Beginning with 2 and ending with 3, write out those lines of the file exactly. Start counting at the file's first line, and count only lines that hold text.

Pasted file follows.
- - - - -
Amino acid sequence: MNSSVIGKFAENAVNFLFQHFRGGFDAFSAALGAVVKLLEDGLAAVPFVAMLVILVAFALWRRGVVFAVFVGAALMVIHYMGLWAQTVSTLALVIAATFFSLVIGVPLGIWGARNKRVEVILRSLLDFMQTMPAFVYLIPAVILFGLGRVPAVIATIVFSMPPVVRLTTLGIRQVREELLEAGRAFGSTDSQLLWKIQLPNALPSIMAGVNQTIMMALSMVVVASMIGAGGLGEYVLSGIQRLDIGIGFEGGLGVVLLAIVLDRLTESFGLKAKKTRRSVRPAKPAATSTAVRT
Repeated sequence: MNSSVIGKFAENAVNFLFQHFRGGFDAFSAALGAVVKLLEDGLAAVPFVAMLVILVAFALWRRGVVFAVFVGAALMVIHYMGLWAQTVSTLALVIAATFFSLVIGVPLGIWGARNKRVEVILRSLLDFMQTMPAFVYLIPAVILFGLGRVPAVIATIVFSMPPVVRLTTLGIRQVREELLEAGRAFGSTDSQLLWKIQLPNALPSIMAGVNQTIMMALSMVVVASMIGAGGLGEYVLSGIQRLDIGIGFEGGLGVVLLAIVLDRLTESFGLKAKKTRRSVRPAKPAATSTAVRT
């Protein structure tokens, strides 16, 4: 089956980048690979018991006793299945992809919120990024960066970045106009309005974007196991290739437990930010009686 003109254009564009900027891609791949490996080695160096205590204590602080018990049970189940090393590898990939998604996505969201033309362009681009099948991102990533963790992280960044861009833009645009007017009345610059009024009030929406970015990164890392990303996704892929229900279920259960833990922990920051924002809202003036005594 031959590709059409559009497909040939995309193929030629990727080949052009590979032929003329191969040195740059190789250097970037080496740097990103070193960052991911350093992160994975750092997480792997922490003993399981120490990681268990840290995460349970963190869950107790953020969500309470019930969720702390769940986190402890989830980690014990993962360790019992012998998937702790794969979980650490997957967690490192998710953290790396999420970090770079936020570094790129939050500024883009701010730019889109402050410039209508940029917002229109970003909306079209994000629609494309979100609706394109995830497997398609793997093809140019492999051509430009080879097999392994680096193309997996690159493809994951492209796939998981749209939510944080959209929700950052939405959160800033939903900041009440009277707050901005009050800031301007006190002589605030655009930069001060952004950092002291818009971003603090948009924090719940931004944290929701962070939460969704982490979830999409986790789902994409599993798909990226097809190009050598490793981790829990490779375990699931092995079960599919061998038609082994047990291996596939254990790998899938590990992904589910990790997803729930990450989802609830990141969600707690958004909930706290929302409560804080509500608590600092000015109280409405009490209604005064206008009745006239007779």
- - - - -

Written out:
Repeated sequence: MNSSVIGKFAENAVNFLFQHFRGGFDAFSAALGAVVKLLEDGLAAVPFVAMLVILVAFALWRRGVVFAVFVGAALMVIHYMGLWAQTVSTLALVIAATFFSLVIGVPLGIWGARNKRVEVILRSLLDFMQTMPAFVYLIPAVILFGLGRVPAVIATIVFSMPPVVRLTTLGIRQVREELLEAGRAFGSTDSQLLWKIQLPNALPSIMAGVNQTIMMALSMVVVASMIGAGGLGEYVLSGIQRLDIGIGFEGGLGVVLLAIVLDRLTESFGLKAKKTRRSVRPAKPAATSTAVRT
């Protein structure tokens, strides 16, 4: 089956980048690979018991006793299945992809919120990024960066970045106009309005974007196991290739437990930010009686 003109254009564009900027891609791949490996080695160096205590204590602080018990049970189940090393590898990939998604996505969201033309362009681009099948991102990533963790992280960044861009833009645009007017009345610059009024009030929406970015990164890392990303996704892929229900279920259960833990922990920051924002809202003036005594 031959590709059409559009497909040939995309193929030629990727080949052009590979032929003329191969040195740059190789250097970037080496740097990103070193960052991911350093992160994975750092997480792997922490003993399981120490990681268990840290995460349970963190869950107790953020969500309470019930969720702390769940986190402890989830980690014990993962360790019992012998998937702790794969979980650490997957967690490192998710953290790396999420970090770079936020570094790129939050500024883009701010730019889109402050410039209508940029917002229109970003909306079209994000629609494309979100609706394109995830497997398609793997093809140019492999051509430009080879097999392994680096193309997996690159493809994951492209796939998981749209939510944080959209929700950052939405959160800033939903900041009440009277707050901005009050800031301007006190002589605030655009930069001060952004950092002291818009971003603090948009924090719940931004944290929701962070939460969704982490979830999409986790789902994409599993798909990226097809190009050598490793981790829990490779375990699931092995079960599919061998038609082994047990291996596939254990790998899938590990992904589910990790997803729930990450989802609830990141969600707690958004909930706290929302409560804080509500608590600092000015109280409405009490209604005064206008009745006239007779």